Lecture: Other Cal Archaeology | April 10 | 12:30-2 p.m. | 340 Stephens Hall
Ashley Miller, Visiting Scholar, Center for Middle Eastern Studies
In July of 2011, King Mohammed VI of Morocco (r.1999-present) endorsed a constitutional referendum that acknowledged his countrys plural identities and histories in an unprecedented way, describing a Moroccan national identity forged through the convergence of its Arab-Islamic, Amazigh, and Saharan-Hassanic components, nourished and enriched by its African, Andalusian, Hebraic, and Mediterranean influences (Royaume du Maroc [Constitution], pmbl., Morocco 2011). Subsequently, during the last six years the Moroccan state has embarked on a major campaign of identity construction supported by a gust of cultural heritage initiatives, including the construction of new museums dedicated to Moroccos historical and contemporary arts, collaborations with foreign cultural institutions and international heritage conventions, and endeavors in cultural diplomacy reaching across the Mediterranean, the Middle East, and sub-Saharan Africa. At the same time, critics question the motives behind top-down efforts to consolidate an image of Moroccos tolerance and diversity on the national and international stage: are such state-led activities truly oriented toward the local democratization of culture, or do they privilege global values over the cultural demands of the nations citizens? In this presentation, I approach these questions by examining the (re)presentation of Moroccos artistic and cultural histories in a set of museum exhibitions recently appearing in Rabat, Moroccos capital city.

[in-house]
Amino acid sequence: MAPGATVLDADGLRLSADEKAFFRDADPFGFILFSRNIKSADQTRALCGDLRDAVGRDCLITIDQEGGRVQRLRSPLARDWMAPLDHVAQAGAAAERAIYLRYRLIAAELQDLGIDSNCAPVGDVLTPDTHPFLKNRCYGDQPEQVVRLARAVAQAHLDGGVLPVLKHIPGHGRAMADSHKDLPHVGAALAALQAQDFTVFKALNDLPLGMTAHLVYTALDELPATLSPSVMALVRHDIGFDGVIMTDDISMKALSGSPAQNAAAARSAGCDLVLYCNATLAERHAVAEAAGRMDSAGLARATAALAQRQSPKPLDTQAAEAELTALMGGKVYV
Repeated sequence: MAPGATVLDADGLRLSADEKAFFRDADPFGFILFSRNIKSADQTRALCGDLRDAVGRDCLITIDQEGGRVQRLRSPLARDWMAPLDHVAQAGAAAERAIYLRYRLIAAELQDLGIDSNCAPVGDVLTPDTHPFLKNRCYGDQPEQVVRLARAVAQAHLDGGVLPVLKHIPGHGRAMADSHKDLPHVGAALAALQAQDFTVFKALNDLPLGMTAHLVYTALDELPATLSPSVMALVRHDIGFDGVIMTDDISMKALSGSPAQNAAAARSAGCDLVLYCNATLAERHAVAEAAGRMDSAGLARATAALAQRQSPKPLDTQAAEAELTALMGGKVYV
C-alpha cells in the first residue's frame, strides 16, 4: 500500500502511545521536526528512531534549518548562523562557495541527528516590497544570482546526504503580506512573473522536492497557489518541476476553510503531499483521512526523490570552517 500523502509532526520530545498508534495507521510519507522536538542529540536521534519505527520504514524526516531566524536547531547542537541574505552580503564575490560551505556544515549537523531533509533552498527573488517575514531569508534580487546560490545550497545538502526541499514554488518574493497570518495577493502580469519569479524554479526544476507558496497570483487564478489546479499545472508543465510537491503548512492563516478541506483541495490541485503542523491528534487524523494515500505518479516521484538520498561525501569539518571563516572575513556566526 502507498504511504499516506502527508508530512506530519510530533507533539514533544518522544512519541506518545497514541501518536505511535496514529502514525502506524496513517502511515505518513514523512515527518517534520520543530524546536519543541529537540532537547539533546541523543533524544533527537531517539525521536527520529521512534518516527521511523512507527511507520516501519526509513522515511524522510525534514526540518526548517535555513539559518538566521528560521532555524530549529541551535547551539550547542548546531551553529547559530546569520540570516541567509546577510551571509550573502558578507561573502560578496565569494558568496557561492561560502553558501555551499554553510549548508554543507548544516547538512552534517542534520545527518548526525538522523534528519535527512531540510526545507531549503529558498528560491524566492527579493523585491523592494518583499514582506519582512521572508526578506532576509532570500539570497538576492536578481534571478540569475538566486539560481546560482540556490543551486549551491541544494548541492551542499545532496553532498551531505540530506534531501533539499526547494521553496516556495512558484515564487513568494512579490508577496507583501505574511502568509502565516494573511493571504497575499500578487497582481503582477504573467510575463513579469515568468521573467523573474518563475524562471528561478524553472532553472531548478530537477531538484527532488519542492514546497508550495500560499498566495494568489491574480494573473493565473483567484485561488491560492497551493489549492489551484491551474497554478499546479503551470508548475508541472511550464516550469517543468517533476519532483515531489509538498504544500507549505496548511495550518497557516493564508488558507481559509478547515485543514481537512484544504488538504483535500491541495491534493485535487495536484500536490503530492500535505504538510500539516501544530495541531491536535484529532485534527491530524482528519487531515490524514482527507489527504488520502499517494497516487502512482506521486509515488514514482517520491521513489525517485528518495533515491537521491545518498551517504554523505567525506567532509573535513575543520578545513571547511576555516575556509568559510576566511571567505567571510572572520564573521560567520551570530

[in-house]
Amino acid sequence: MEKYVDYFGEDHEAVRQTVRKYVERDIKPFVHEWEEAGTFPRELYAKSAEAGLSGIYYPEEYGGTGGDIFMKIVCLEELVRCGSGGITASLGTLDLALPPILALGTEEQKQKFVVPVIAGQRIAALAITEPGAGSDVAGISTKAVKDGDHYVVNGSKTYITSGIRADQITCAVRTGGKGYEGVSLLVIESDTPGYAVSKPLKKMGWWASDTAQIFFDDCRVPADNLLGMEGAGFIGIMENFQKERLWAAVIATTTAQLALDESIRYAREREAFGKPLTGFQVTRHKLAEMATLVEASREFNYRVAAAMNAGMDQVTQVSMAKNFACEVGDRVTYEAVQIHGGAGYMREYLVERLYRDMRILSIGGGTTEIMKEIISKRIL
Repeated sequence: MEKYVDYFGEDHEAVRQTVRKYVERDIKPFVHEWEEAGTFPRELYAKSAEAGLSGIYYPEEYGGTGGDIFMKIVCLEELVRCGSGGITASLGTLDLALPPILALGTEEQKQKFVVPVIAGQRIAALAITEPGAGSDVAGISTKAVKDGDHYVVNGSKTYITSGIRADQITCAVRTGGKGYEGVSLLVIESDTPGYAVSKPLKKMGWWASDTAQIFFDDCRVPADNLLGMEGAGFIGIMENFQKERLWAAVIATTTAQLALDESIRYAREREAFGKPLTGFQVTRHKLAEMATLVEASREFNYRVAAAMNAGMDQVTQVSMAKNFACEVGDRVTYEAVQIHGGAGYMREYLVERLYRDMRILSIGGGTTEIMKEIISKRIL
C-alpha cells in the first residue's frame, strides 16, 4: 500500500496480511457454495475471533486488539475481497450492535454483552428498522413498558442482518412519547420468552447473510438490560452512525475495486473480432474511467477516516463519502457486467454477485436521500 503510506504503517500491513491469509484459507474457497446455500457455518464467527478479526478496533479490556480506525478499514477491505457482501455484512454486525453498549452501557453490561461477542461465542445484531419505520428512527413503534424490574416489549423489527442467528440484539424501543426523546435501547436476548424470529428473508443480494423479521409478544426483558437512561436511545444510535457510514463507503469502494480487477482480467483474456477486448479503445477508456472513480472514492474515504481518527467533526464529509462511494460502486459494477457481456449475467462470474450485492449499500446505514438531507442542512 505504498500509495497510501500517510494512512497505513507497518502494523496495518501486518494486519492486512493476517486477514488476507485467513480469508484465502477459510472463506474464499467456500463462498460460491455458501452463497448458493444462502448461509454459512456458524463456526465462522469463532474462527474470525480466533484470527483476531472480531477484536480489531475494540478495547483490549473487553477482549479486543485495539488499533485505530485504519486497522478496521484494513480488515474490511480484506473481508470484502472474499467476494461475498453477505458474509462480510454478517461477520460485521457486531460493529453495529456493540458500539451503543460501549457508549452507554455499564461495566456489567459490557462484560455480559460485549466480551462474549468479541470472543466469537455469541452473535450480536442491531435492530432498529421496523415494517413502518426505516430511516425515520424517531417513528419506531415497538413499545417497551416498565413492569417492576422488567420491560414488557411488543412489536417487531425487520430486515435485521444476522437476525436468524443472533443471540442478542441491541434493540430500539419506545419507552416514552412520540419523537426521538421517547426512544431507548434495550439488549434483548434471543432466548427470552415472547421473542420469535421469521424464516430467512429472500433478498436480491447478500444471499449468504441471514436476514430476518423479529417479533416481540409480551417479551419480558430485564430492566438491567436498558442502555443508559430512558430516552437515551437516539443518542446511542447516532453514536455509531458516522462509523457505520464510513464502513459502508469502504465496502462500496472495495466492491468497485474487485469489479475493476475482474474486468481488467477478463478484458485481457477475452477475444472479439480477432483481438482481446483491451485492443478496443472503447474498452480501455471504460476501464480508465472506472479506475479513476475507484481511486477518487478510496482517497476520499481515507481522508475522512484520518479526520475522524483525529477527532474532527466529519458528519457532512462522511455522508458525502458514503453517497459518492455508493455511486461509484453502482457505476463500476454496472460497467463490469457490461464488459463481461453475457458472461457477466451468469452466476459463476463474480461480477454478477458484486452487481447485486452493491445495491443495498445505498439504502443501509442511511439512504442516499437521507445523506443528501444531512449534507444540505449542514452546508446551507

Ashley Miller is a Visiting Fellow with the Center for Middle Eastern Studies at UC Berkeley. Her research explores the intersections of artistic and cultural representation in Morocco with local and global politics of identity construction, historical memory, and heritage from the late nineteenth century to the present. She received a Ph.D. in Art History from University of Michigan in 2017, an M.A. in Art History and a Graduate Certificate in Museum Studies from University of Michigan in 2013, and a B.A. in Anthropology from the University of Chicago in 2006. Her research has been supported by the Fulbright Foundation, the Georges Lurcy Charitable and Educational Trust, the Doris Duke Foundation for Islamic Art, and University of Michigan.